While legislation can’t handle conflicting goals, markets can. From versions of cars to fit every lifestyle, road condition and family size to Bernie Sanders‘ “23 underarm spray deodorants,” markets come far closer to delivering what people want when they want different things. So what can the market do to balance the conflicting goals of safety and personal defense that the law can’t?

Gun Control and Gun Rights Cartoons

For years, people have argued that gun owners should be licensed in much the same way that car owners are. We think this hints at a fascinating possibility. But instead of licensing gun owners as we do car owners, we should insure gun owners as we do car owners. With cars, as firearms, there are conflicting goals to reconcile. People want to drive, but people also want to be protected from other drivers. Most states reconcile these things by requiring that everyone who owns a car have insurance to protect people they might harm while operating it.

The insurance requirement has several important effects. Most obviously, car insurance for bodily injury provides recompense to people a driver harms. This means little to someone who has lost a loved one to a reckless driver, but notice something else. The insurance company has a profit incentive to keep tabs on the car owners it insures. Owners who have poor driving histories, who demonstrate less responsibility in other areas of their lives, who own particularly fast or powerful cars, or who live in high traffic or high crime areas will find that they have to pay higher insurance premiums. In extreme cases, insurance companies may even refuse to insure a driver entirely.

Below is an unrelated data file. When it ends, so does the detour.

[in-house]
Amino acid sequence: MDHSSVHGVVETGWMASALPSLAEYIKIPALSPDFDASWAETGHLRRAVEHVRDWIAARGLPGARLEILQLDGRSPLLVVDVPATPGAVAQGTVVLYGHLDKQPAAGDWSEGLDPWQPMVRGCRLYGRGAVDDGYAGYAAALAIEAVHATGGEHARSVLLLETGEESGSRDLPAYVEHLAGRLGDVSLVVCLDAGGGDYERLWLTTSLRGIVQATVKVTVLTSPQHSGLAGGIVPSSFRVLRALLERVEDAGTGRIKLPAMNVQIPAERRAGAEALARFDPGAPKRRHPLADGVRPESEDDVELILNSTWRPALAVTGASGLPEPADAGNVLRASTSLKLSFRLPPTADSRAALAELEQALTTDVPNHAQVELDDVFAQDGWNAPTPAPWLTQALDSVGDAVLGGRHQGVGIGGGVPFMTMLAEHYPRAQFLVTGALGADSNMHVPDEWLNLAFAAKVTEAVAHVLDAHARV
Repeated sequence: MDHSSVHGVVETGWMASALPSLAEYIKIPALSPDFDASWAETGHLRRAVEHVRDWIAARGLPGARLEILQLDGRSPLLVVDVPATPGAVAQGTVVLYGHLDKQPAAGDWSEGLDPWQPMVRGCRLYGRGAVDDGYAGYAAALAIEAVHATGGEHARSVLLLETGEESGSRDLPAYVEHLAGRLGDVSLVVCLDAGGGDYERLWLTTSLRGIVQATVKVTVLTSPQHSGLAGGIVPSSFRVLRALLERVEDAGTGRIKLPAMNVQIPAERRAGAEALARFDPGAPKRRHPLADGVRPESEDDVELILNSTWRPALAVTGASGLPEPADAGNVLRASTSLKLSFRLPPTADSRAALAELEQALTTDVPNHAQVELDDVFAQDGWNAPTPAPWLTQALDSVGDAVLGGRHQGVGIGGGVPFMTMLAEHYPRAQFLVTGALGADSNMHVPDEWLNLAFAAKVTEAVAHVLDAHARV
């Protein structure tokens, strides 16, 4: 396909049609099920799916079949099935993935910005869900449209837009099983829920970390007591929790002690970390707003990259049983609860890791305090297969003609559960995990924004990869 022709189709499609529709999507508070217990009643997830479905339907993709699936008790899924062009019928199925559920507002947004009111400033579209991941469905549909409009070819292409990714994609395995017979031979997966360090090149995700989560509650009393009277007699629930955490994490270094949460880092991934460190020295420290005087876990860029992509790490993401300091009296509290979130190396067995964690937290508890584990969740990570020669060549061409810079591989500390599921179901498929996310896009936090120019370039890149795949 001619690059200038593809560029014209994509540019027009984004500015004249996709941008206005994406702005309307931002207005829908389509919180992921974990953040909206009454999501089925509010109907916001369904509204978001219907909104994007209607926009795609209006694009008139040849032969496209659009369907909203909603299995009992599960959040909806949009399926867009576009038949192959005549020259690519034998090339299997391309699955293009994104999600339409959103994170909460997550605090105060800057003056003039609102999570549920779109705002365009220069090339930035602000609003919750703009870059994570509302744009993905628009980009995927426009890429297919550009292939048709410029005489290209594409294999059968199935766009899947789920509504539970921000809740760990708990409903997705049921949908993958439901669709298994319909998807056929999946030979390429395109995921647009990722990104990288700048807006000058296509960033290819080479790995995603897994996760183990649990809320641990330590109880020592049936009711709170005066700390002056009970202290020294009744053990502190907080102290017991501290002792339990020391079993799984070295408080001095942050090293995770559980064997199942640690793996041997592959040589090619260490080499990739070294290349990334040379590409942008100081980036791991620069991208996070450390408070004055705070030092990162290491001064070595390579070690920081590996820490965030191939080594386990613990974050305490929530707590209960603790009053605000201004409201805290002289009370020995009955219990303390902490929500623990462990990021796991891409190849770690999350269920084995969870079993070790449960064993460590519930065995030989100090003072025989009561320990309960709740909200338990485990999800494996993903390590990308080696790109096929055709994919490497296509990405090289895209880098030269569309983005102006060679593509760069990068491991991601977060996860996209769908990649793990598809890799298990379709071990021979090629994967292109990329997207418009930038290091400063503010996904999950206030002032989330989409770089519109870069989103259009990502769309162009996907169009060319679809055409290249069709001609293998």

Higher premiums, in turn, encourage people to exercise greater care in how, what and where they drive. Through the insurance premium, the insurance company’s profit incentive translates into a prudence incentive for drivers. Importantly, the government doesn’t have to figure out what criteria are important hallmarks of a safe driver, nor determine who fits the criteria. Insurance companies have a strong profit incentive to figure all of that out. And they have made a science of doing so.